The ball-tampering saga: what happened, why it happened, and what happens next
When Cameron Bancroft was broadcast live around the world with a suspicious object in his hand, what was a highly entertaining Australian tour of South Africa quickly descended into something completely different. As it later emerged, the object in question was a piece of tape, with which Bancroft intended to pick up granules off the pitch to rough up the ball and allow Australia’s bowlers to impart more reverse swing.
After the day’s play, Bancroft sheepishly admitted to the world that he had been charged with ball tampering by the ICC. His captain sat beside him, no doubt gradually coming to grips with the trouble he was in. It was, after all, the idea of him and what he referred to as the ‘leadership group’ to alter the condition of the ball.
Smith spoke next and was earnest in his apology, as he should have been. He acknowledged a major error of judgment, something which was relatively plain to see, and generally said the right things, though it was all too late. He explained the reasons behind the actions; an important game, an extreme desire to win, and an opportunity to gain an advantage.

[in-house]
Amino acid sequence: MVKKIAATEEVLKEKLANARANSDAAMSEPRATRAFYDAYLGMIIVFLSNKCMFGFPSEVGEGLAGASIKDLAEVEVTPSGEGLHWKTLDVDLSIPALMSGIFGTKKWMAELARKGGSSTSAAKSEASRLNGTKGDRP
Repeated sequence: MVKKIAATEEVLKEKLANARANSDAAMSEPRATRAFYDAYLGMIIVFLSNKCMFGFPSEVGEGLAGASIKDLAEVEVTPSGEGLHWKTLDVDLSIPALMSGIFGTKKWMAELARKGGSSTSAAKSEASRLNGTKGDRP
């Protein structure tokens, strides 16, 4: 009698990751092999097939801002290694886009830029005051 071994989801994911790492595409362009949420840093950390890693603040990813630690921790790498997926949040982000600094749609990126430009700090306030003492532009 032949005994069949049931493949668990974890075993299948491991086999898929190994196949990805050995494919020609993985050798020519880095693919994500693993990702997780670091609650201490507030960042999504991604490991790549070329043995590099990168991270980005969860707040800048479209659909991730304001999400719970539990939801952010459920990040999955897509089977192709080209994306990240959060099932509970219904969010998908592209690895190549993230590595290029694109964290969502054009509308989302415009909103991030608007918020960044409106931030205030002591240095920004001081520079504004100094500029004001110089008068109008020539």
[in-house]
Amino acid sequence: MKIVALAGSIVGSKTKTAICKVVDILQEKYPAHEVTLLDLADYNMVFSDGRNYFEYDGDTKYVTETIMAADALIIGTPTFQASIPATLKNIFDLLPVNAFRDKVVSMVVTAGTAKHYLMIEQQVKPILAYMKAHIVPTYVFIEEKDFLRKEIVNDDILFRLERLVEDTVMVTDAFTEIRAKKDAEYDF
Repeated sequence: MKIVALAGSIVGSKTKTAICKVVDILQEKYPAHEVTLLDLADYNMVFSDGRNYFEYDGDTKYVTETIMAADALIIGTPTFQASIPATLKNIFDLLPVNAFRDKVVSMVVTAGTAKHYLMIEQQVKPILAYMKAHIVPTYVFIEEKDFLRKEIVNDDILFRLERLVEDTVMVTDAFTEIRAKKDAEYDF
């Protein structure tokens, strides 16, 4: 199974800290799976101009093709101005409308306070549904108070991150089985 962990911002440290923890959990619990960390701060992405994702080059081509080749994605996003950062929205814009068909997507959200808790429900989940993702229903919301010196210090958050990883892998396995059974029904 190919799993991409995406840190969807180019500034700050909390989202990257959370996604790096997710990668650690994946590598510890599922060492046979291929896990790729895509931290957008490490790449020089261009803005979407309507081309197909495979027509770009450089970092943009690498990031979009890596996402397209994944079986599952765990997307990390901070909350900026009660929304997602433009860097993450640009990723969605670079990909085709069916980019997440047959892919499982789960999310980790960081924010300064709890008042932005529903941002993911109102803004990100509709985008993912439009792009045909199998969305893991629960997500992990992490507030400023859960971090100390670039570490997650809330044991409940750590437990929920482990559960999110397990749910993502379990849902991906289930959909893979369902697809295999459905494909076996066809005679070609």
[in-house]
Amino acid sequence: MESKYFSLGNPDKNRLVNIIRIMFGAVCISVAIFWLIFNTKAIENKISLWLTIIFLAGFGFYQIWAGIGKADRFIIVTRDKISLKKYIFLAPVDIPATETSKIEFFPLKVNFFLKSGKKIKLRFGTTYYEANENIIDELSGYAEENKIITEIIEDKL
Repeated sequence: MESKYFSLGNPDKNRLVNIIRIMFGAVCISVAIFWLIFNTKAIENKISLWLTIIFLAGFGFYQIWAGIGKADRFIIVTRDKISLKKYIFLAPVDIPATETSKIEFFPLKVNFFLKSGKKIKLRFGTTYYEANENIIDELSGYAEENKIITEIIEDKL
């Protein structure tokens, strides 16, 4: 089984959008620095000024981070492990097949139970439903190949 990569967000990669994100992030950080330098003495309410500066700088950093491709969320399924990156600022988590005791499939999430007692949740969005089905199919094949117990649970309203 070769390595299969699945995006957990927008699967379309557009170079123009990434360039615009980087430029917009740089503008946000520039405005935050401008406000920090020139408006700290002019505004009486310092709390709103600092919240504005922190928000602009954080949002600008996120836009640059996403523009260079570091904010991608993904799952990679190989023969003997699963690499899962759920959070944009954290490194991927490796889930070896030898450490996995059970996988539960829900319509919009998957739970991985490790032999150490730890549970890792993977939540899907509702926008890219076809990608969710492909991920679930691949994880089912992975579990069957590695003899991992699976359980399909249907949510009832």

According to most sources, Smith is a good man, and this shouldn’t be lost amongst the journalistic carnage which has followed, and will continue to follow the saga. It is important to remember that the mistake does not make him the Devil Incarnate, an error which many seem to make in sporting matters. In cricketing terms though, it is one of the most questionable actions imaginable.
How on earth Smith, Warner, and anyone else who may have been involved in the decision sat around, with all their experience and knowledge, and came to the conclusion that this was a good idea, is beyond the realms of comprehension. It is important not to entirely assassinate the characters of these cricketers, but it is also nearly impossible to understand how anyone of sound moral judgment could reach such a bizarre decision.
The Australians, in recent years, have done themselves no favours in endearing themselves to the Australian or global public. Their continual assertion that they play hard but fair is contrasted against the fact that nearly every spat in International cricket involves them, and doesn’t paint them in a great light, yet they continually stick to this mantra regardless of the public ire it draws.
With this latest, and comfortably most severe, incident, this ire has quickly turned to condemnation. Smith, Warner, and to a lesser extent Bancroft – he was stupid, no doubt, but it’s easy to see how an inexperienced player would be inclined to follow the orders of his leaders, however unreasonable – have tarnished their image in a way which may not be recoverable, a shame considering their likely finishing place as two greats of Australian cricket.